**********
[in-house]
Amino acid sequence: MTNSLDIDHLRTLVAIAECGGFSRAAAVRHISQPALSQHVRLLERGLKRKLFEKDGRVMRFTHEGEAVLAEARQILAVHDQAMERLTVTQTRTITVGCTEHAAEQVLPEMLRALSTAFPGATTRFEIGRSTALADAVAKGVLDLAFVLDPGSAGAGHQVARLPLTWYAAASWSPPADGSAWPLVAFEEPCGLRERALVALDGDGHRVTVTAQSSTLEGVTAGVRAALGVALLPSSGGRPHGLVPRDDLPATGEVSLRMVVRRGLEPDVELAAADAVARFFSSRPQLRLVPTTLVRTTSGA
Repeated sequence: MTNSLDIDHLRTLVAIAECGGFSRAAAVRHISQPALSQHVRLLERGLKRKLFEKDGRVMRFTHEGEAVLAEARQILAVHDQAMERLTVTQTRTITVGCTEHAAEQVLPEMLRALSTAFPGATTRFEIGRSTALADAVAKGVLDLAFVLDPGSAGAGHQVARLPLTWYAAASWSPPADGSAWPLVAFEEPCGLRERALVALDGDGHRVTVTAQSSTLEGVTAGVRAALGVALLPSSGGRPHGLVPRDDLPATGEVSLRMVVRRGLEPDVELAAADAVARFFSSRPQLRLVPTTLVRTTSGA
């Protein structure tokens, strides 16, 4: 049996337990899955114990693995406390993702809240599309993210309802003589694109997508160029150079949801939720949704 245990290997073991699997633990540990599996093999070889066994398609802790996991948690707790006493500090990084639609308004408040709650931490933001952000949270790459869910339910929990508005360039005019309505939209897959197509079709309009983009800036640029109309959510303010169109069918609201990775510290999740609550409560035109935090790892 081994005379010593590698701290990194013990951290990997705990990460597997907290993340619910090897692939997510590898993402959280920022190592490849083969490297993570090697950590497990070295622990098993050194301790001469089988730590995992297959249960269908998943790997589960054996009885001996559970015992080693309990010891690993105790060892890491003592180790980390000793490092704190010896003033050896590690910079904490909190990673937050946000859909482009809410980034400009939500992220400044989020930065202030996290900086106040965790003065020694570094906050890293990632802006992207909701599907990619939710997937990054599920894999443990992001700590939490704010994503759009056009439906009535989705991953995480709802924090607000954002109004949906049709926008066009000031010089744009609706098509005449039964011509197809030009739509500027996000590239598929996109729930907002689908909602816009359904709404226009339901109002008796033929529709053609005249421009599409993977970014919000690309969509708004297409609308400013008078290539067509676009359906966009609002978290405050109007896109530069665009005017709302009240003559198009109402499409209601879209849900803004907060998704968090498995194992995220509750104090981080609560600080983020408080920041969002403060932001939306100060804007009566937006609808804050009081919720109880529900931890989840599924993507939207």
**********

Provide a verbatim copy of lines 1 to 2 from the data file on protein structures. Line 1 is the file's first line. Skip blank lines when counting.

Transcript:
[in-house]
Amino acid sequence: MTNSLDIDHLRTLVAIAECGGFSRAAAVRHISQPALSQHVRLLERGLKRKLFEKDGRVMRFTHEGEAVLAEARQILAVHDQAMERLTVTQTRTITVGCTEHAAEQVLPEMLRALSTAFPGATTRFEIGRSTALADAVAKGVLDLAFVLDPGSAGAGHQVARLPLTWYAAASWSPPADGSAWPLVAFEEPCGLRERALVALDGDGHRVTVTAQSSTLEGVTAGVRAALGVALLPSSGGRPHGLVPRDDLPATGEVSLRMVVRRGLEPDVELAAADAVARFFSSRPQLRLVPTTLVRTTSGA